“Decolonization begins with the very Earth itself,” say the editors of “Standing with Standing Rock.”
By Samantha Borek,Truthout
“Colonialism, imperialism, and racial capitalism are impacting people across the globe, both historically and in the contemporary moment,” write Nick Estes and Jaskiran Dhillon, editors of Standing With Standing Rock: Voices From the #NoDAPL Movement. In this interview, Estes and Dhillon discuss how this collection situates the #NoDAPL movement against the Dakota Access Pipeline within a broader historical context — a context that transcends the Oceti Sakowin-led movement and emphasizes Indigenous sovereignty and decolonization as central to successfully resisting extractivism.
Samantha Borek: Standing with Standing Rock: Voices from the #NoDAPL Movement is an extensive collection of essays, strategies, reflections, interviews and even poetry from the movement. How does this curation of work function now almost three years after the removal of the Oceti Sakowin camps?
Nick Estes and Jaskiran Dhillon: The perspectives offered within Standing with Standing Rock show that the movement against the Dakota Access Pipeline didn’t necessarily begin at Standing Rock in April 2016, with the creation of Sacred Stone Camp, nor did resistance technically end in February 2017, with the eviction of Oceti Sakowin and Sacred Stone camps. Almost three years later, this collection functions as a critical historical archive of movement voices while also situating it within a long historical arc. It also offers a deep contextualization on the social, cultural and spiritual significance of the #NoDAPL movement from a distinct viewpoint of Oceti Sakowin writers, scholars and knowledge-keepers. The centrality of Indigenous knowledge and necessity for decolonization continue to be glossed over in mainstream climate movements. In that sense, this volume exceeds the category of what is typically seen as just a “local culture” or just an “Indian problem.” Within these pages, thinkers, organizers, and Water Protectors also connect Black and Palestinian liberation with Indigenous struggles across time and space. Standing Rock was, after all, one uprising among a constellation of ongoing Indigenous uprisings, such as at Unist’ot’en Camp and Mauna Kea.
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Dispatches of radical political engagement from people taking a stand against the Dakota Access Pipeline
Chad Browneagle, Shoshone/Spokane, joins the struggle against the Dakota Access Pipeline. (Photo: Jaida L Grey Eagle)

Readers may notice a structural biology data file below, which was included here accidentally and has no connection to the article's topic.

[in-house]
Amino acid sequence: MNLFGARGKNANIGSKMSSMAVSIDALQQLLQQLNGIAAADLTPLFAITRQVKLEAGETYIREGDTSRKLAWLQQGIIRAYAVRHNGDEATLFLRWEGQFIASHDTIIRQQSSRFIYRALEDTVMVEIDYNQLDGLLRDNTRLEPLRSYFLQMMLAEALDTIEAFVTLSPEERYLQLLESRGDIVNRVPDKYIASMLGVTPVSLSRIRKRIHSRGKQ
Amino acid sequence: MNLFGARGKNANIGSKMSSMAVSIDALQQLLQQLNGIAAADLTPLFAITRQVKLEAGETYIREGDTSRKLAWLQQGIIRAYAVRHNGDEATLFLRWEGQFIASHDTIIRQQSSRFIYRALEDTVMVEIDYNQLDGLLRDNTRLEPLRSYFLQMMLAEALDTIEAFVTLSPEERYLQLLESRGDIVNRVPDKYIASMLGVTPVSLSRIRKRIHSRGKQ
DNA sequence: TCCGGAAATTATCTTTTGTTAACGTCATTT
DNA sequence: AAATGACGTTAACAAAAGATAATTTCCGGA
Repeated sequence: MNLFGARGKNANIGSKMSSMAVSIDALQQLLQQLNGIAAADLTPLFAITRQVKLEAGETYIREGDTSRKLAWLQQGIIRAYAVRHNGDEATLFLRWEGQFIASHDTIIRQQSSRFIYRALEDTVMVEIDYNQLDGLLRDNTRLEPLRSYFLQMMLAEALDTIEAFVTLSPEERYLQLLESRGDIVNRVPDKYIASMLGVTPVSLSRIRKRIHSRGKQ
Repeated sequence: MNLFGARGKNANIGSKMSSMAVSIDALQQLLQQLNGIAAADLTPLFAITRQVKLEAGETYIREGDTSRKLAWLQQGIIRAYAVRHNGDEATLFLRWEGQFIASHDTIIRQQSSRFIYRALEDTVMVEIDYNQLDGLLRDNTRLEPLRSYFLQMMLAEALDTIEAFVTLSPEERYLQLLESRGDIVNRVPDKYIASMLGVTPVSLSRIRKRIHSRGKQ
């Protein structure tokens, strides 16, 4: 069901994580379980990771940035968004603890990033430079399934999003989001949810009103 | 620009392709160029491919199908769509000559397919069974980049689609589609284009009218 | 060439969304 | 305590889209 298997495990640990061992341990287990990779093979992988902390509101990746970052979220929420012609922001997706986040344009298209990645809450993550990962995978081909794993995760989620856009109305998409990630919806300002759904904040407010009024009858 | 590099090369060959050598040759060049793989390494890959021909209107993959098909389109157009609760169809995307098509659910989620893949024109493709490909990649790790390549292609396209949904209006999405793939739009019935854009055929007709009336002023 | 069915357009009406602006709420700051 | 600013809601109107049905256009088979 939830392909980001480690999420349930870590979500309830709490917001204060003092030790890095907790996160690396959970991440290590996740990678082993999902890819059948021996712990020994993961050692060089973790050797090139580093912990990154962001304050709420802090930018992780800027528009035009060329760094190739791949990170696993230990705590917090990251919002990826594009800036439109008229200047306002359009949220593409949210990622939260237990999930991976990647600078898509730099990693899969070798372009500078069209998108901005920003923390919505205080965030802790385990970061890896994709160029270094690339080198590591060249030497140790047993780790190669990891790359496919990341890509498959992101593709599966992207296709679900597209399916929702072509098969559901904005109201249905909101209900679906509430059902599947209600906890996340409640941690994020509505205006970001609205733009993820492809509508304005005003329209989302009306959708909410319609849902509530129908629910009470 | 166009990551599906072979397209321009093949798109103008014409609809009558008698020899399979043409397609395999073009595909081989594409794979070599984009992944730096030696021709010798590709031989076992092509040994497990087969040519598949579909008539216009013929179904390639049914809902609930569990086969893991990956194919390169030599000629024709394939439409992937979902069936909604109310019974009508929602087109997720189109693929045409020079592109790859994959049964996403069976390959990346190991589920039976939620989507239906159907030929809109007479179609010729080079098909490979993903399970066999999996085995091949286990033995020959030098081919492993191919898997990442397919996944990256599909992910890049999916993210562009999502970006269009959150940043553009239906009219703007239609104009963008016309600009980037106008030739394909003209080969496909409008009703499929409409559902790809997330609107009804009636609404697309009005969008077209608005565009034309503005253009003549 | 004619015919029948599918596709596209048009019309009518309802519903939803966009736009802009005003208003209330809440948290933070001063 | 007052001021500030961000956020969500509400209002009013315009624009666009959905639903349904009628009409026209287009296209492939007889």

By Jaskiran Dhillon and Siku Allooloo, Truthout
Though Christopher Columbus never set foot in what is now the United States, Columbus Day is hailed as a symbol of the founding of the country. And without question, his arrival unleashed the Christian Doctrine of Discovery — a colonial invention of European international law that legitimated genocide, enslavement and the expropriation of Indigenous homelands. This paved the way for violent settler colonies like the United States to dominate “the Americas.” Rejecting Columbus Day is about dismantling this legacy, as well as challenging historical representations that erase Indigenous peoples’ lived experience and make colonial narratives about the creation of the US seem both natural and inevitable. But it is also about more than that.
Instead of celebrating Columbus’s symbolic role in the founding of the United States, we can reposition him as a founding source of colonial exploitation, which continues to this day. Recasting our view in this way reveals the contemporary forms of settler colonialism threaded through social and political life in the US. The growing movement to critically interrogate Columbus Day is not simply to acknowledge the atrocities committed by Columbus and his contemporaries. It is twofold: to affirm the continual presence of Indigenous peoples, and to advocate in support of present-day efforts to eradicate state violence against Indigenous lands and bodies, including the return of ancestral territories. Such an interrogation challenges an innocuous and expressly historical commemoration of Columbus Day, which relegates both colonial atrocities and Indigenous peoples to things of the past.
Centering Indigenous experience and urgent concerns is not a plea for inclusion in US society. It is about making visible the reality of systemic violence and injustice that is part of everyday life for Indigenous communities. It’s also about exposing the inescapable, ongoing fact of settler complicity in reproducing these dynamics.It is a demonstration of our active presence, as well as a call for people to face the political moment in which we find ourselves. Moreover, it’s a call to meaningfully engage the ways that Indigenous nations are raising fundamental, critical questions about justice, freedom and the future of the planet.
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